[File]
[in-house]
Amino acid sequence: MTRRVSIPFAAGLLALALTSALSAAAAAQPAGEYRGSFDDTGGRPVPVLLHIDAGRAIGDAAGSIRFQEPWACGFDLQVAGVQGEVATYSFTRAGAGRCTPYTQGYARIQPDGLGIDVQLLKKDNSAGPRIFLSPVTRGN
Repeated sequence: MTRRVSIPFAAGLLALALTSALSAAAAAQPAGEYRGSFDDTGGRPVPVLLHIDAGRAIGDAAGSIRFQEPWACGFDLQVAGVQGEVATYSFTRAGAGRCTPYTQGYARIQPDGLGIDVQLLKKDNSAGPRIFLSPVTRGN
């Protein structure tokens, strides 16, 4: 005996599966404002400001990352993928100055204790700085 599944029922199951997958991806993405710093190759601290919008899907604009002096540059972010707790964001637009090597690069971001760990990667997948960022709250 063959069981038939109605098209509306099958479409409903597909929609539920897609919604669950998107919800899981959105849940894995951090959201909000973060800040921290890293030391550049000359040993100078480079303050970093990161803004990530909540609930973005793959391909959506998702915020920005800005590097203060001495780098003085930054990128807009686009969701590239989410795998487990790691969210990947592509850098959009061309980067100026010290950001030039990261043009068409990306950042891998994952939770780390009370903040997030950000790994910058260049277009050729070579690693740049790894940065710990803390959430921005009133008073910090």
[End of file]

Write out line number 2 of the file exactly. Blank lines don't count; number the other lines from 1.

Amino acid sequence: MTRRVSIPFAAGLLALALTSALSAAAAAQPAGEYRGSFDDTGGRPVPVLLHIDAGRAIGDAAGSIRFQEPWACGFDLQVAGVQGEVATYSFTRAGAGRCTPYTQGYARIQPDGLGIDVQLLKKDNSAGPRIFLSPVTRGN